JULY 11, 1921, was a great day for the Irish people, said Gerard Collins, speaking exactly 100 years on in Abbeyfeale.
“The British government was ready for a truce with the Irish people who had been fighting for Ireland’s independence and had forced them to this position,” said the former minister for foreign affairs and justice, who gave the oration at a plaque unveiling at Joys Corner.
“Today, July 11, 2021 is a great day for the families of the people of Abbeyfeale who were involved in this struggle. The plaque reads, ‘Commemorating all those involved in Ireland’s War of Independence especially all those who lost their lives’,” said Mr Collins.
His father, Jimmy Collins, was the captain of the Abbeyfeale company who were engaged in the Joys Corner ambush shortly before the truce.
The plaque was unveiled by local councillors, Frances Foley and Liam Galvin.
“It is a magnificent Romanesque style plaque, very professionally crafted by our friend Ruairi Dennison. Cllr Frances Foley and Cllr Liam Galvin sponsored the plaque and I am truly delighted that they as the elected representatives in the immediate area were the people who unveiled it,” said Mr Collins, who grew up listening to stories from his father and his relations from their time in the old IRA.
He tells the Leader what occurred during the Joys Corner ambush on June 5, 1921. The planning of it was something from a modern day movie.
Mr Collins said for a couple of weekends before that his uncle Mick and a man called David Shanahan put up a few stencils / posters between the Black and Tan barracks in Bridge Street and Joys Corner telling the British to kindly leave the country in a variety of different ways.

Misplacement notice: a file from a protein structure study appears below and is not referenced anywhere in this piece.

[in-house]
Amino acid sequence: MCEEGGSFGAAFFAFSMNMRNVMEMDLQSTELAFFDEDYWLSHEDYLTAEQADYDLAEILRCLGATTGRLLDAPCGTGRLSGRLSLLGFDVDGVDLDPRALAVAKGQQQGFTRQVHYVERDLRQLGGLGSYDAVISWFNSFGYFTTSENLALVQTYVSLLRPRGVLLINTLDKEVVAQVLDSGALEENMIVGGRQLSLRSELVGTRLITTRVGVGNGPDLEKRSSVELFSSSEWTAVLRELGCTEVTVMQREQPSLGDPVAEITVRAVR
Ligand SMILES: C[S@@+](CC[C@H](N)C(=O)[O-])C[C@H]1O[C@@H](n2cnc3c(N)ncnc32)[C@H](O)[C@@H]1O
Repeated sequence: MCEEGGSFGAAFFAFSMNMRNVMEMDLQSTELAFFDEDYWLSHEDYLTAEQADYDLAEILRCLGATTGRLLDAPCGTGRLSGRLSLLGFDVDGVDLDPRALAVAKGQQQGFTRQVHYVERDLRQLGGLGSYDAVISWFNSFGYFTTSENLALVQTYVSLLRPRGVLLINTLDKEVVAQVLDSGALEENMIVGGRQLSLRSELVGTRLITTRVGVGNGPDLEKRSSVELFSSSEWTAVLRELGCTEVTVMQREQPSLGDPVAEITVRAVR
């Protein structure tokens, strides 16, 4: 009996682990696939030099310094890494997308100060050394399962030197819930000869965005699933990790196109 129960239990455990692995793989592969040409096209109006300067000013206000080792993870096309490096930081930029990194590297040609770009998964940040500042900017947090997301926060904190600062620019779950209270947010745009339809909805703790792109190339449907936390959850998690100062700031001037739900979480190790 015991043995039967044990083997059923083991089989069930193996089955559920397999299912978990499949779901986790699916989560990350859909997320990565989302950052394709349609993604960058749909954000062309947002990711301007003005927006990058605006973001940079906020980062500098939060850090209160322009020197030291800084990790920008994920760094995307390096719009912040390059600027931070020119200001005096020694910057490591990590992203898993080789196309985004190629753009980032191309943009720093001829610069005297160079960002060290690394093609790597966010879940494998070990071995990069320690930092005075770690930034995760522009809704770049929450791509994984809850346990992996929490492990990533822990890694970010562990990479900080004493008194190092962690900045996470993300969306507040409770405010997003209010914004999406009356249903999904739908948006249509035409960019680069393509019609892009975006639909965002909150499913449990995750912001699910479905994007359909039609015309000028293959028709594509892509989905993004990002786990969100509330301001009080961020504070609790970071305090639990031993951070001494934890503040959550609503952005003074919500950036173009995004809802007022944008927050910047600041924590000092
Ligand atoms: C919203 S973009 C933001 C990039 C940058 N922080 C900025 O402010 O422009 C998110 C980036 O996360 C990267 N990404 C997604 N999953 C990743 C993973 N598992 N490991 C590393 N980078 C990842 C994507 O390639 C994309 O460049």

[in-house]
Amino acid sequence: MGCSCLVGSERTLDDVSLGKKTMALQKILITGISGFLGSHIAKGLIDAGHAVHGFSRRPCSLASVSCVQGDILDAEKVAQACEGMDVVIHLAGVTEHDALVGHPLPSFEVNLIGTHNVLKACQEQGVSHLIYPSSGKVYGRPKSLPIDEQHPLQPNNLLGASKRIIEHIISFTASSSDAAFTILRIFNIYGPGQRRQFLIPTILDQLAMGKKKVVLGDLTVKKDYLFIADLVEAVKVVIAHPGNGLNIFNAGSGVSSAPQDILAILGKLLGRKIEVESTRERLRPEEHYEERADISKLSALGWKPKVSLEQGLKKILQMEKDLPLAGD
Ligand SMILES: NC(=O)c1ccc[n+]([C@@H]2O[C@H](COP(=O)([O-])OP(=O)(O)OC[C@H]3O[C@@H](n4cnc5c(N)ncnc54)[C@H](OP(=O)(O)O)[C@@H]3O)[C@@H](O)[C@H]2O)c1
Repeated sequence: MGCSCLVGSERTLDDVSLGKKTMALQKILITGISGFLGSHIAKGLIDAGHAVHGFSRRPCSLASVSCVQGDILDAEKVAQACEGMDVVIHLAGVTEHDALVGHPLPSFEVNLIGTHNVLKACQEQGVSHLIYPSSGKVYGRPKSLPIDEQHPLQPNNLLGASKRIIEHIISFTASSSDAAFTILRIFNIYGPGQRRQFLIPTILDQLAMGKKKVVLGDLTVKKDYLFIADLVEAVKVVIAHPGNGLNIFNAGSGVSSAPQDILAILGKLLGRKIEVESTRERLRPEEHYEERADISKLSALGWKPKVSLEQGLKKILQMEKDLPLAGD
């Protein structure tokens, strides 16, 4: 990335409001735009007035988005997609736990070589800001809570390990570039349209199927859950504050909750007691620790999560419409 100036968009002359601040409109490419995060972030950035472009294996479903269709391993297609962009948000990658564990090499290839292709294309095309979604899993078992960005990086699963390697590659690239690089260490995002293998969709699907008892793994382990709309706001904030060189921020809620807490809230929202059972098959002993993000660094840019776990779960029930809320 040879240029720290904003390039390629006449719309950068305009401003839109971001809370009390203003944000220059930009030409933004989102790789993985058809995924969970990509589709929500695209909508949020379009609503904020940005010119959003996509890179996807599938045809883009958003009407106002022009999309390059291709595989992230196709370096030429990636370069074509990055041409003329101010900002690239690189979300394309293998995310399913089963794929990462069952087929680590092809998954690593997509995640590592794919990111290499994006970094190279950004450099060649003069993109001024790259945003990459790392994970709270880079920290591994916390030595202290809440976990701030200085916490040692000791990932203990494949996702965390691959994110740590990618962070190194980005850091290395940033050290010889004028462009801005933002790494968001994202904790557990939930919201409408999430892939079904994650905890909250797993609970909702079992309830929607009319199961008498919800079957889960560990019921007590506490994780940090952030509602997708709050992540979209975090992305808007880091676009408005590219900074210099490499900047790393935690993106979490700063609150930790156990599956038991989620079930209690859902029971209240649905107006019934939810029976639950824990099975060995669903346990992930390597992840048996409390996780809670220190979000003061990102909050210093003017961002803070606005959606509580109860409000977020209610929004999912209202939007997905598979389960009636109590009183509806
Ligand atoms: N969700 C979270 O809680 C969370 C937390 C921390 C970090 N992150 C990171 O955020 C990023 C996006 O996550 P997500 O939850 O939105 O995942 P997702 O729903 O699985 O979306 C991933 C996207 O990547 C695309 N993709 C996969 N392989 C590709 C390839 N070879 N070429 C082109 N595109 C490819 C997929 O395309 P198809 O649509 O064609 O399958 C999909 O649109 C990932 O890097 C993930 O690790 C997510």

“On the following Sunday morning the Tans came out at daybreak and tore down these posters before the people could see them on their way to church.
“On another night they put a half dozen extra posters on the gable wall of Joy’s Corner facing Eggleston's house. The idea was that when the Tans would come to tear down these posters, the boys would be waiting for them,” said Mr Collins.
Members of the Abbeyfeale company came to town about 3.30am.
“Twelve shotguns carriers went into Eggleston's house and laid in wait. They would only have to fire across the road. My father and his company were across the other side of the street in Hartnett’s house. They had some rifles and when the boys with the shotguns fired there would be a run for cover by the Tans and then they would be shot.
“The Tans appeared. Eight laid down their rifles while they were pulling the posters off Joys house. My father and his group were waiting for the men with shotguns to fire. There was no gunfire. He lifted the blind a few times to give them a signal. He was seen doing it. A Tan fired at him, hit his rifle and he had a flesh wound from it,” said Mr Collins. Again, a bit like a movie, the men in Eggleston’s had gone downstairs to eat their breakfast and forgot about their duty
“What would have been a massive well publicised success for the IRA at the time backfired somewhat. There were casualties. One Tan was killed, one sergeant injured and four others injured,” said Mr Collins.
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